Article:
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Lighting Actor Greenscreen Simulating Sunlight Shadows

lighting green screen

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#1 Johnny Harris

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Posted 14 July 2015 - 02:45 PM

I'm new at this and have a quick question that maybe someone with more experience could give me a heads up on:

 

I need to shoot an actor (full body + shadow) against a green screen INSIDE. That part is okay.

 

Problem is I need to make it look like it was shot in sunlight from a shadows point of view.

 

When composited, the studio light gives distorted shadows because of the close proximity of the light to the subject (a few feet) as opposed to the backplate (the sun, a couple of million miles).

 

In CG (my previous gig) this light would be called 'infinite light'.

 

How do I get parallel light (infinite light) crisp looking shadows inside my space which is 14' high.

 

Can it be done & how?

 

I've tried researching the net but maybe I'm not using the right keywords.

 


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#2 Albion Hockney

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Posted 14 July 2015 - 03:04 PM

what does "from a shows point of view" mean exactly.

 

generally to simulate sunlight you just use larger lights farther away. if all you are doing is lighting on person, if you can shoot at a reasonable F stop 2.8/4 and have a modern camera shooting 800ISO you could probably get away with something between 2000 and 5000w or something like a 1.2K HMI Par would work.

 

you also need to factor in the fact that there is natural fill light from the blue sky and the sun bouncing off other objects like white/grey cement on the ground. generally the way people do this in studios is with a grid of overhead space lights that give a general ambiance and then use one big strong light for the Sun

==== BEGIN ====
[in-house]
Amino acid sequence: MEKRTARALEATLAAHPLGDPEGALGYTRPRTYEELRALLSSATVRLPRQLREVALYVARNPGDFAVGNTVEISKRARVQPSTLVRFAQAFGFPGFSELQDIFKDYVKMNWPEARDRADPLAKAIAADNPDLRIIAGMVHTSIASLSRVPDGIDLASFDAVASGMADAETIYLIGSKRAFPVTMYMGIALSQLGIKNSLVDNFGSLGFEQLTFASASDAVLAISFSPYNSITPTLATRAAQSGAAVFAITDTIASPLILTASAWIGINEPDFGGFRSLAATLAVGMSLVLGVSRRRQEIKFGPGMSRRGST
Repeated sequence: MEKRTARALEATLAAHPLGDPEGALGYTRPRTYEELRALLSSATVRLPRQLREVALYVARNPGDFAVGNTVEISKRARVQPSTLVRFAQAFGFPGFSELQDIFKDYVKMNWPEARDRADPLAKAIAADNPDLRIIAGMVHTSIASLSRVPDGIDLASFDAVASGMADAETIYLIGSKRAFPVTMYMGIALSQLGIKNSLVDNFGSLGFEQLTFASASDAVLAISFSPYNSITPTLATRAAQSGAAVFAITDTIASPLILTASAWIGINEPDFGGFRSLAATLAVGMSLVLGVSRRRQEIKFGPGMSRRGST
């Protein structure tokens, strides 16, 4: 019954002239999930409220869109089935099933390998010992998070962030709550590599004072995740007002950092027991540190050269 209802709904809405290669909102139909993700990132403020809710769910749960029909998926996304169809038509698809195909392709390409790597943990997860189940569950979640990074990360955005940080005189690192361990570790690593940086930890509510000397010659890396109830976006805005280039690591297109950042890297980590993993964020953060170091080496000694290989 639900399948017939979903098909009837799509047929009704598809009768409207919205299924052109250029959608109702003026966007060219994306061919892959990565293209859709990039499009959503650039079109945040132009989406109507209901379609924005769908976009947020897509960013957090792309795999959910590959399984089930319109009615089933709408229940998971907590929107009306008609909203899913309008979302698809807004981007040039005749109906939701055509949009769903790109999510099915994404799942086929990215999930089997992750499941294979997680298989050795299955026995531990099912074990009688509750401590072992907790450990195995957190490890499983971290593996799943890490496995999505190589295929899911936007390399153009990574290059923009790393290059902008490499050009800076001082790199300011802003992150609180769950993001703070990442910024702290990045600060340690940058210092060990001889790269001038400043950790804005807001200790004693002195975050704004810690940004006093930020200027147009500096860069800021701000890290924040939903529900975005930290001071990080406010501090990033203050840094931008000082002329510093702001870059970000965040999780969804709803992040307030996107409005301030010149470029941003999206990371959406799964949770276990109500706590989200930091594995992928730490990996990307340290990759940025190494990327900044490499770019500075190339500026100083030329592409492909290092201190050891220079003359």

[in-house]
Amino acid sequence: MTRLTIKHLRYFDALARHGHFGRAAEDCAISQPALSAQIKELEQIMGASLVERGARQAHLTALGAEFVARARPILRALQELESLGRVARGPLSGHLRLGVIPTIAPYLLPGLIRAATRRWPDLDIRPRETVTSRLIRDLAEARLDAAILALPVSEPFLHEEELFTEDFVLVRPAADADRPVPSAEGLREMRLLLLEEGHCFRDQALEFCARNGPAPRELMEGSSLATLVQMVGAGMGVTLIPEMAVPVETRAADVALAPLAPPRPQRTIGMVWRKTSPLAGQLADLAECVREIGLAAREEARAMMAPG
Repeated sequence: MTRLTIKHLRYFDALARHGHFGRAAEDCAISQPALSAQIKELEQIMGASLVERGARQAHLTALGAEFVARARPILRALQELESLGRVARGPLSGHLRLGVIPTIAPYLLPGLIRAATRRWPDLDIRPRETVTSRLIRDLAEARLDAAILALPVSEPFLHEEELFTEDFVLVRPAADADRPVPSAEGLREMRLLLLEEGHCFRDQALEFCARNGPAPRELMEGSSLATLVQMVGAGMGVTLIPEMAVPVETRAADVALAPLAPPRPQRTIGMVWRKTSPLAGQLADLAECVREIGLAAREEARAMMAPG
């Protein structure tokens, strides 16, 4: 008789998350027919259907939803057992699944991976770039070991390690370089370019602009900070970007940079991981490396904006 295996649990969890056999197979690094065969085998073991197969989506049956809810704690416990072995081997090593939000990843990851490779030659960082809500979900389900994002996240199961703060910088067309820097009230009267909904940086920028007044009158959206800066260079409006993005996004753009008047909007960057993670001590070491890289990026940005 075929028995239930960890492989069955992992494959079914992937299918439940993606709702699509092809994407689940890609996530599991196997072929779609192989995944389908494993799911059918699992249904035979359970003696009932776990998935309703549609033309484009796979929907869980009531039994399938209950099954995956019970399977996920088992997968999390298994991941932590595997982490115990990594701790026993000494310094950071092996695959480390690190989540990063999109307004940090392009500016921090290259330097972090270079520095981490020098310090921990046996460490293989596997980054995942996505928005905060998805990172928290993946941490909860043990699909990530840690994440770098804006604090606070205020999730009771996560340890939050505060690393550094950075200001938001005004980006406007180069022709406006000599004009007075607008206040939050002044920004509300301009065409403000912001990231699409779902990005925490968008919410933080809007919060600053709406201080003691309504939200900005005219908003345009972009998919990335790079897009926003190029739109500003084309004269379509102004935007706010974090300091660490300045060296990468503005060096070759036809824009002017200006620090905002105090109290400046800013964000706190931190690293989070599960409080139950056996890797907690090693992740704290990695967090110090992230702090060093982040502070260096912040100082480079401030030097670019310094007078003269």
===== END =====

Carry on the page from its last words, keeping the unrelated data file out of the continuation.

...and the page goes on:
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#3 Johnny Harris

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Posted 14 July 2015 - 03:44 PM

what does "from a shows point of view" mean exactly.

 

generally to simulate sunlight you just use larger lights farther away. if all you are doing is lighting on person, if you can shoot at a reasonable F stop 2.8/4 and have a modern camera shooting 800ISO you could probably get away with something between 2000 and 5000w or something like a 1.2K HMI Par would work.

 

you also need to factor in the fact that there is natural fill light from the blue sky and the sun bouncing off other objects like white/grey cement on the ground. generally the way people do this in studios is with a grid of overhead space lights that give a general ambiance and then use one big strong light for the Sun

 

Thanks for the reply and the help. Sorry for not being more explicit.

 

From the shadows point of view meant that I wasn't talking about color temperature etc (althought you brought up some REALLY GOOD POINTS in your second paragraph). As I'm sure you know shadows get distorted pending on how close the light is to the subject.